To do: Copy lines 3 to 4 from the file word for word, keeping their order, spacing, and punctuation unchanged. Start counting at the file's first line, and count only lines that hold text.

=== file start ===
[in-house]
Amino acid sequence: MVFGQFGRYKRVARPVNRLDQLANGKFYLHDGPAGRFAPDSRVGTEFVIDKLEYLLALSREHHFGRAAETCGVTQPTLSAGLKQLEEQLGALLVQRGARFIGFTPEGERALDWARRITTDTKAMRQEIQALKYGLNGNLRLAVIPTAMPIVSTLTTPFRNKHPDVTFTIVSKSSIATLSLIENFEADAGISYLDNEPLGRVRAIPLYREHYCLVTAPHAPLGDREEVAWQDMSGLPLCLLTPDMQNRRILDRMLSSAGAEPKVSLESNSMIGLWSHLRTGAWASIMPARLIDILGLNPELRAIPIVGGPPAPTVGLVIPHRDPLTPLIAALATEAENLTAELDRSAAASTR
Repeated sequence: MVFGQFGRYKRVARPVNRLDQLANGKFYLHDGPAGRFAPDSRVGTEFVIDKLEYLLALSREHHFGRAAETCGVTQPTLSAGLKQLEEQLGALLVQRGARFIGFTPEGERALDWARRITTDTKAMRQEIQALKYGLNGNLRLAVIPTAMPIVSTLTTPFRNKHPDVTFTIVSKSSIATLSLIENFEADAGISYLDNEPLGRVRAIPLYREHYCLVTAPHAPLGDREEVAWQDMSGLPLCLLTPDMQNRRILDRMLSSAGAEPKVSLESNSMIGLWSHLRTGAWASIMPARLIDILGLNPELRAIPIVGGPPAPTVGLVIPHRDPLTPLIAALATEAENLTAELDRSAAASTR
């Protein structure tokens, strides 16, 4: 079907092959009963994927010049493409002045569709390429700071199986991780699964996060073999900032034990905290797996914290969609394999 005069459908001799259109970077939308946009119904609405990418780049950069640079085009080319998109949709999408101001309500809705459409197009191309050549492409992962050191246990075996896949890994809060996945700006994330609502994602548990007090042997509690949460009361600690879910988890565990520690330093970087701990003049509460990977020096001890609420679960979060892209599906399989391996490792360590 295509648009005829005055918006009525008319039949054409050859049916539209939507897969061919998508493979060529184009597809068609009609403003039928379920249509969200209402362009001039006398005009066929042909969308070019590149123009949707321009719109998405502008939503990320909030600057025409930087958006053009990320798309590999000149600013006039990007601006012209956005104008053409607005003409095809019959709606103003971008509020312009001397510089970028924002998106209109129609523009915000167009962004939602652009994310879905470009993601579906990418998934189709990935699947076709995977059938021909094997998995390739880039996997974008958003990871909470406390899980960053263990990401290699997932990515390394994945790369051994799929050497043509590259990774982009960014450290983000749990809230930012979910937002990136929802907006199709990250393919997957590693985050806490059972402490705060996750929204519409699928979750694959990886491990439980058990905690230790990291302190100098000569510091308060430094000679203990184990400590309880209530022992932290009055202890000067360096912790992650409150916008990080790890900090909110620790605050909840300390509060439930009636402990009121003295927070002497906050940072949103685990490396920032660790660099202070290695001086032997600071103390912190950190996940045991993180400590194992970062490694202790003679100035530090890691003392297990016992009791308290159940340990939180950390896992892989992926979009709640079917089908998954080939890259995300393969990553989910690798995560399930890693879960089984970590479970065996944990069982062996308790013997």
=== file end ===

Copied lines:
Repeated sequence: MVFGQFGRYKRVARPVNRLDQLANGKFYLHDGPAGRFAPDSRVGTEFVIDKLEYLLALSREHHFGRAAETCGVTQPTLSAGLKQLEEQLGALLVQRGARFIGFTPEGERALDWARRITTDTKAMRQEIQALKYGLNGNLRLAVIPTAMPIVSTLTTPFRNKHPDVTFTIVSKSSIATLSLIENFEADAGISYLDNEPLGRVRAIPLYREHYCLVTAPHAPLGDREEVAWQDMSGLPLCLLTPDMQNRRILDRMLSSAGAEPKVSLESNSMIGLWSHLRTGAWASIMPARLIDILGLNPELRAIPIVGGPPAPTVGLVIPHRDPLTPLIAALATEAENLTAELDRSAAASTR
């Protein structure tokens, strides 16, 4: 079907092959009963994927010049493409002045569709390429700071199986991780699964996060073999900032034990905290797996914290969609394999 005069459908001799259109970077939308946009119904609405990418780049950069640079085009080319998109949709999408101001309500809705459409197009191309050549492409992962050191246990075996896949890994809060996945700006994330609502994602548990007090042997509690949460009361600690879910988890565990520690330093970087701990003049509460990977020096001890609420679960979060892209599906399989391996490792360590 295509648009005829005055918006009525008319039949054409050859049916539209939507897969061919998508493979060529184009597809068609009609403003039928379920249509969200209402362009001039006398005009066929042909969308070019590149123009949707321009719109998405502008939503990320909030600057025409930087958006053009990320798309590999000149600013006039990007601006012209956005104008053409607005003409095809019959709606103003971008509020312009001397510089970028924002998106209109129609523009915000167009962004939602652009994310879905470009993601579906990418998934189709990935699947076709995977059938021909094997998995390739880039996997974008958003990871909470406390899980960053263990990401290699997932990515390394994945790369051994799929050497043509590259990774982009960014450290983000749990809230930012979910937002990136929802907006199709990250393919997957590693985050806490059972402490705060996750929204519409699928979750694959990886491990439980058990905690230790990291302190100098000569510091308060430094000679203990184990400590309880209530022992932290009055202890000067360096912790992650409150916008990080790890900090909110620790605050909840300390509060439930009636402990009121003295927070002497906050940072949103685990490396920032660790660099202070290695001086032997600071103390912190950190996940045991993180400590194992970062490694202790003679100035530090890691003392297990016992009791308290159940340990939180950390896992892989992926979009709640079917089908998954080939890259995300393969990553989910690798995560399930890693879960089984970590479970065996944990069982062996308790013997």